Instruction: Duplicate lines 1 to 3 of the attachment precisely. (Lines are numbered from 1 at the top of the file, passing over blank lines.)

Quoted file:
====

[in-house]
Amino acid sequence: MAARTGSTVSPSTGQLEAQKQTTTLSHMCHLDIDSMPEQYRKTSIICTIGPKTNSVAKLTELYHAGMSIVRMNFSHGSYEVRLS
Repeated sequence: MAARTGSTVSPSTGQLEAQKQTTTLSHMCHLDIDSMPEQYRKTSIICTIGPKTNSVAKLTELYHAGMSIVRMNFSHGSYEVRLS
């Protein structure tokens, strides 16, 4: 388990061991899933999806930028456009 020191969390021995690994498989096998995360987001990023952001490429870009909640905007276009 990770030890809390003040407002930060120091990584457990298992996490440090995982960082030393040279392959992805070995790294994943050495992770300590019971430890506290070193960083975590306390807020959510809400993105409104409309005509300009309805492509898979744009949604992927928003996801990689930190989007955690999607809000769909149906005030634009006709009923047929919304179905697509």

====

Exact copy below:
[in-house]
Amino acid sequence: MAARTGSTVSPSTGQLEAQKQTTTLSHMCHLDIDSMPEQYRKTSIICTIGPKTNSVAKLTELYHAGMSIVRMNFSHGSYEVRLS
Repeated sequence: MAARTGSTVSPSTGQLEAQKQTTTLSHMCHLDIDSMPEQYRKTSIICTIGPKTNSVAKLTELYHAGMSIVRMNFSHGSYEVRLS